BioWare’s epic Mass Effect series is being remastered for Xbox One, Xbox Series X, and Xbox Series S. Mass Effect Legendary Edition compiles Shepard’s trilogy and all of its DLC into one package, now with visual enhancements and quality of life improvements to make the experience even better. Some of the changes made between the original and this remaster are instantly noticeable in screenshots, while others are more subtle. We’ll run through all of the changes you can expect to see when you pick up Mass Effect Legendary Edition on May 14, 2021. The Mass Effect trilogy by many is considered to be some of the best Xbox games you can play, so fingers crossed the remaster doesn’t disappoint.
Relive the saga
Shepard and their crew are back
Mass Effect Legendary Edition lets us relive the iconic series exactly as it should be: in 4K with 60FPS support. Join Shepard and their squad on a galaxy-wide adventure to stop the Reapers once and for all.
Original vs Mass Effect Legendary Edition Visual and performance enhancements
I promise there’s more to its visual enhancements than lens flares. The entire Legendary Edition will support 4K resolution and feature improved visuals, textures, models, and more. The greater level of detail makes environments look fuller and denser, and characters look better as well. The games’ color grading, along with lighting and shadow effects, has received a facelift too.
You’ll also notice that the default Femshep from the first game has been replaced with her iconic look in Mass Effect 3. This change also carries over into the second Mass Effect, so the default character model is consistent across all three games — of course, you can still choose to customize her look. Speaking of consistency, the UI for each game will now be consistent across the board, in line with what it looked like in Mass Effect 2 and 3.
BioWare will also be adjusting some cutscene angles; one, in particular, will no longer focus on Miranda’s butt during a very serious conversation.
In terms of performance, Mass Effect Legendary Edition will feature quicker loading times and can be played at 60FPS. Overall the experience will be smoother than the original.
Original vs Mass Effect Legendary Edition Gameplay changes
A controversial change, the Mako’s controls have been updated. You either love to hate it or hate to love it, but the Mako’s janky controls were a staple of Mass Effect. BioWare implemented some quality of life improvements in the Legendary Edition that update the physics to make it feel more weighted, smoother camera operations, and HUD adjustments. Overall this should have the vehicle feel more realistic and less sluggish, but, wow, am I hoping it still retains some jankiness.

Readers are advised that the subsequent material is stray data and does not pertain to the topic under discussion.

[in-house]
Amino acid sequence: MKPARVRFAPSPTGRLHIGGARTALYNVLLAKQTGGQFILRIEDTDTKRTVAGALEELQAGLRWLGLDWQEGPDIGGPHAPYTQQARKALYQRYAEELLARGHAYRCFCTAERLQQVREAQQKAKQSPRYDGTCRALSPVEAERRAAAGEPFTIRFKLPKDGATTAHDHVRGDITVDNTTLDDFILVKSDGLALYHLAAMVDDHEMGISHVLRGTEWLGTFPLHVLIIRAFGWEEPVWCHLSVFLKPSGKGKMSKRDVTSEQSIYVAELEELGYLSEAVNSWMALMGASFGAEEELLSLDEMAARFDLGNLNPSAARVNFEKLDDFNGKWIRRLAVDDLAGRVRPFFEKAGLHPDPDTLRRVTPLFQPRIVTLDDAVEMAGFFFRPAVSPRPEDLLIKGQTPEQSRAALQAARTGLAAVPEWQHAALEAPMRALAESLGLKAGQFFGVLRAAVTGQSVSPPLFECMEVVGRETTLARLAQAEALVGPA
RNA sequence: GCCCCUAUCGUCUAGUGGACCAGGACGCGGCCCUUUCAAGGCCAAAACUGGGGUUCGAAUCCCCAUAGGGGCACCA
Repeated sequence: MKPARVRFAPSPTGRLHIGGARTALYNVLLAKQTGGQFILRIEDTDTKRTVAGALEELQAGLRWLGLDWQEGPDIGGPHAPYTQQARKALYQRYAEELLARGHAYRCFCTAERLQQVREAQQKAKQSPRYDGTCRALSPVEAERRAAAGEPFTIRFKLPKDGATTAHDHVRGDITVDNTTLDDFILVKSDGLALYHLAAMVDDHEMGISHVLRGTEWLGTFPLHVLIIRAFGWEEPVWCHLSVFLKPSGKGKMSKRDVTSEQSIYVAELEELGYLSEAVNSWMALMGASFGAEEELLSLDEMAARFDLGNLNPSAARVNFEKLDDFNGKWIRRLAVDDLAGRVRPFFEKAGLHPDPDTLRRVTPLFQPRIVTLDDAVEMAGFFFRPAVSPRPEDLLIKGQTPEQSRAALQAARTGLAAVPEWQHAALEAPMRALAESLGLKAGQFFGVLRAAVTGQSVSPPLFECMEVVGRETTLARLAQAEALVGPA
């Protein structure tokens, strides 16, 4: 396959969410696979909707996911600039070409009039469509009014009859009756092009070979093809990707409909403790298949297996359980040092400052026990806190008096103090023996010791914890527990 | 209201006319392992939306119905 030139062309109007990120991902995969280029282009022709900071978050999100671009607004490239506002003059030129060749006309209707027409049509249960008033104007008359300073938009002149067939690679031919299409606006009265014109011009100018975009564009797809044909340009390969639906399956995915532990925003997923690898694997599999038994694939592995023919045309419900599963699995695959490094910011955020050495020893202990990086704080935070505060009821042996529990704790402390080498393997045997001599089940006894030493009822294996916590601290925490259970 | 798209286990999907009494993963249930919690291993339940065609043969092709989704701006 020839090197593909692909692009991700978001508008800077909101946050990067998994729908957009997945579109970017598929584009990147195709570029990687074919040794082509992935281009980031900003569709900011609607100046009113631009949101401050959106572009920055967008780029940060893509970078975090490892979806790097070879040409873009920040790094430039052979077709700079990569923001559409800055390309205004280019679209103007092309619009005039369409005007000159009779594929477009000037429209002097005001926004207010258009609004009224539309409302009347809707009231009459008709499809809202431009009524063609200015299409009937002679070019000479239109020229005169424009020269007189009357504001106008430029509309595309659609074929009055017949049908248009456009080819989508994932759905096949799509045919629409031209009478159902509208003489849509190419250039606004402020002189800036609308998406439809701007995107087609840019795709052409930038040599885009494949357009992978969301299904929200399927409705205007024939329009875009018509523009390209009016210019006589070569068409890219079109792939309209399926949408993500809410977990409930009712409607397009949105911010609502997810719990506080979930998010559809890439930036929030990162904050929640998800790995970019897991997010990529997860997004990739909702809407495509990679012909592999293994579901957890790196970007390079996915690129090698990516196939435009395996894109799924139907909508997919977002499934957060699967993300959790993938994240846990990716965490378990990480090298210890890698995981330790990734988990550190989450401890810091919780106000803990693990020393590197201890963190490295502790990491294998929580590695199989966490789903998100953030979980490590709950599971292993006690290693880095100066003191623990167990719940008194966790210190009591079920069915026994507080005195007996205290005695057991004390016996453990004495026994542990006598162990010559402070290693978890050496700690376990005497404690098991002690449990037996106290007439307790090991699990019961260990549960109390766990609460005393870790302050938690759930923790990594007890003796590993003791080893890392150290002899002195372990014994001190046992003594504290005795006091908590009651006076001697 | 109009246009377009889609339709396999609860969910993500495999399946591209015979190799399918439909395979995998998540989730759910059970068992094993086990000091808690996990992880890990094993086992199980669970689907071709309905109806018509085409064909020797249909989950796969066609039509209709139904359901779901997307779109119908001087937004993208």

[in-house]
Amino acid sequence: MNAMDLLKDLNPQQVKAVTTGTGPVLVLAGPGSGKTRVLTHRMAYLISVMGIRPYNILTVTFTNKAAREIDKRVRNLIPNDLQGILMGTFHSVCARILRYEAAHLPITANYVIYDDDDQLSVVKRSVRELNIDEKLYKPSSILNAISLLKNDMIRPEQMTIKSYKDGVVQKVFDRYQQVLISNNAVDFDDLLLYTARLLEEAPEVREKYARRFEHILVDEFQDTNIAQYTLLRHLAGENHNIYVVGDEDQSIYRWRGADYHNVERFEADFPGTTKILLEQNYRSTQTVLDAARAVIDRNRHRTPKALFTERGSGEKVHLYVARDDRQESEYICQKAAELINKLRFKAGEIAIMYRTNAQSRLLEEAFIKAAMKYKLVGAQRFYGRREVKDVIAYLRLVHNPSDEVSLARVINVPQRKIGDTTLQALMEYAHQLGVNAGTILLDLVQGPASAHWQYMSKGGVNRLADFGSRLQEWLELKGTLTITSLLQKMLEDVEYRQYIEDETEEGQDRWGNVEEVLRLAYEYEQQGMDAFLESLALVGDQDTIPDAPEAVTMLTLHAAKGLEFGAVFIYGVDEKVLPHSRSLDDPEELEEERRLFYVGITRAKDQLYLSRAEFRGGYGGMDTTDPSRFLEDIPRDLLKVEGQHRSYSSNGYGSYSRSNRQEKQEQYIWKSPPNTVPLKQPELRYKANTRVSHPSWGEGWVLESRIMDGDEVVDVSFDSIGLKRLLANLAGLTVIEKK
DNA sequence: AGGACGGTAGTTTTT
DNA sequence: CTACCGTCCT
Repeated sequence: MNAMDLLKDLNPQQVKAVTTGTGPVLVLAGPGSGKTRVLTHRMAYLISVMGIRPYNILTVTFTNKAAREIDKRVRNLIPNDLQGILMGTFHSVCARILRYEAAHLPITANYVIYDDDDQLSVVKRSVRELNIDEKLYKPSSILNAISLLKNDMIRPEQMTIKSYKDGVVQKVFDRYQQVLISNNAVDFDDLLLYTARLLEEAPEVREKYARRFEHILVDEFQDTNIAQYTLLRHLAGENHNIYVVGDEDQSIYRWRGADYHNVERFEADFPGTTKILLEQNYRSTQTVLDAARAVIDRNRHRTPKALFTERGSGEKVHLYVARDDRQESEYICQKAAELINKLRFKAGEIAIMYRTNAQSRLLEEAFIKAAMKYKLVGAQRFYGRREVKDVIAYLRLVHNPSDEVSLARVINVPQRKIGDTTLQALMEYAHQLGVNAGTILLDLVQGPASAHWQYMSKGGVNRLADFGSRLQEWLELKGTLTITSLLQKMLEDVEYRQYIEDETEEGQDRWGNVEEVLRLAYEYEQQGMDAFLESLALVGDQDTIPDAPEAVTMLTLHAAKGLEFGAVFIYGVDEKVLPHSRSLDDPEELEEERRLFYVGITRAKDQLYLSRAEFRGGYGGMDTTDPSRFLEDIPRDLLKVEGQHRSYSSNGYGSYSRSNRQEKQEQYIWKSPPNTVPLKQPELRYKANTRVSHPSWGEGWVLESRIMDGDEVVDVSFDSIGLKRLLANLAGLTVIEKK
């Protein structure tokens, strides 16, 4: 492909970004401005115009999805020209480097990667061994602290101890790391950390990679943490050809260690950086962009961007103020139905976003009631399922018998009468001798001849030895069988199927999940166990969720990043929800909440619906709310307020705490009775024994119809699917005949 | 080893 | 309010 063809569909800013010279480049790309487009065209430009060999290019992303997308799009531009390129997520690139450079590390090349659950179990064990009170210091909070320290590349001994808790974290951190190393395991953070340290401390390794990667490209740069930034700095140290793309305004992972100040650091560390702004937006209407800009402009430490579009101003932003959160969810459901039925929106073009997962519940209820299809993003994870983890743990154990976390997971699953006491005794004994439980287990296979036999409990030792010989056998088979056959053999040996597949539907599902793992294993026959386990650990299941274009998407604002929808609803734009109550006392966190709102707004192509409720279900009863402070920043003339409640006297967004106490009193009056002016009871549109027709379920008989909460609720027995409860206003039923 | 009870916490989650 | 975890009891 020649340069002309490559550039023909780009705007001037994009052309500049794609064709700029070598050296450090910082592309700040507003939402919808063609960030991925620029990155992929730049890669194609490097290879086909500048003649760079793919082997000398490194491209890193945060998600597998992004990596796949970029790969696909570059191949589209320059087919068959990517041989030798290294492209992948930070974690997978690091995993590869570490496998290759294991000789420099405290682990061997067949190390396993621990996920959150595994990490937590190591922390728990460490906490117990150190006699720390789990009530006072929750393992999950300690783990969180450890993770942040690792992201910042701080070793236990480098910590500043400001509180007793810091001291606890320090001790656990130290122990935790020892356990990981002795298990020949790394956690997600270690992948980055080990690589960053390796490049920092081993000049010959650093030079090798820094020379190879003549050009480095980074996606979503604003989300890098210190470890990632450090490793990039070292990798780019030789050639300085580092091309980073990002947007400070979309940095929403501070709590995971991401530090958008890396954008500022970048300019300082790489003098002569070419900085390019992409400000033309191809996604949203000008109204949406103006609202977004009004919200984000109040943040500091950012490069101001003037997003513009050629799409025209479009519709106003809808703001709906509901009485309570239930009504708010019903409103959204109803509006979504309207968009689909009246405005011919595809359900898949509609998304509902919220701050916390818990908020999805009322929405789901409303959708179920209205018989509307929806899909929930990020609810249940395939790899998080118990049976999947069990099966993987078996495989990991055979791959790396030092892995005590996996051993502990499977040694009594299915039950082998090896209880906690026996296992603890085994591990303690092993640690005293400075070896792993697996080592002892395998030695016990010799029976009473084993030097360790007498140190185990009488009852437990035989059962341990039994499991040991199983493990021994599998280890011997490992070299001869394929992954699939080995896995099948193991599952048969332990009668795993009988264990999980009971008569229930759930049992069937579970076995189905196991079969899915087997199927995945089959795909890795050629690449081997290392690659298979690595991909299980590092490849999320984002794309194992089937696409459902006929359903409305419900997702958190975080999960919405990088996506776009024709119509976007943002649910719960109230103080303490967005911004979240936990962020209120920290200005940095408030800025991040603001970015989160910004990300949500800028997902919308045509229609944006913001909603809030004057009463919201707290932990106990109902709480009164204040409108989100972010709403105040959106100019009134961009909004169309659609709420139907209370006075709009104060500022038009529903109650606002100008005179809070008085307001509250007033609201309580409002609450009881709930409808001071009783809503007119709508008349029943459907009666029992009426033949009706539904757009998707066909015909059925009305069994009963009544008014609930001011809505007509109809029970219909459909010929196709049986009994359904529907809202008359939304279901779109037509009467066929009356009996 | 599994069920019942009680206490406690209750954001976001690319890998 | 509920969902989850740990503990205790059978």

The long elevator rides, designed to mask loading screens, were another staple of the series that have been changed this time around. Due to new technology, loading screens aren’t as long as they used to be, meaning this cuts down drastically on the time our characters spend in elevators. To keep some of that witty banter in place, however, the dialogue will now be sped up so that it triggers quicker. Once the level loads in, you’ll be given a choice to listen to the rest of the dialogue or skip it.
Mass Effect 3’s multiplayer also won’t be returning. Given the logistics and time it would have taken to bring multiplayer to the Legendary Edition, it was eventually decided that it wouldn’t make the cut. Considering most fans play Mass Effect for the single-player anyway, I think it was the right decision to make.
Other gameplay changes include weapon balancing, more forgiving morality checks, squadmate/enemy AI enhancements, boss fight rebalancing, a dedicated melee button in ME1, and tweaking the cover system to work with ME1.
Original vs Mass Effect Legendary Edition Story changes
This isn’t so much a change, but the Extended Cut of Mass Effect 3’s ending will now be the trilogy’s default ending. When Mass Effect 3 first launched, its conclusion was derided for not living up to expectations, notably invalidating all of the player’s choices until that point, being asked to essentially choose which ending of three you’d prefer. The Extended Cut didn’t drastically change this so much as it extended upon it to give the ending and your choices more weight.
Though the Legendary Edition is set to feature all of the games’ DLC, it will not include Pinnacle Station from the first Mass Effect. As it turns out, the source code from the DLC was lost. When BioWare contacted Demiurge Studios, the original developer behind the DLC, they found their code was corrupted and beyond salvaging. The only way to get the Pinnacle Station into the Legendary Edition would be to remake it from scratch, and BioWare did not have the resources to do this.
How do you feel about these changes?
What do you think of the changes BioWare is making? Sound of in the comments below. It seems most of these are being made for the better, though I can’t help but feel that some of the color grading and visual changes will change the feel of certain scenes.
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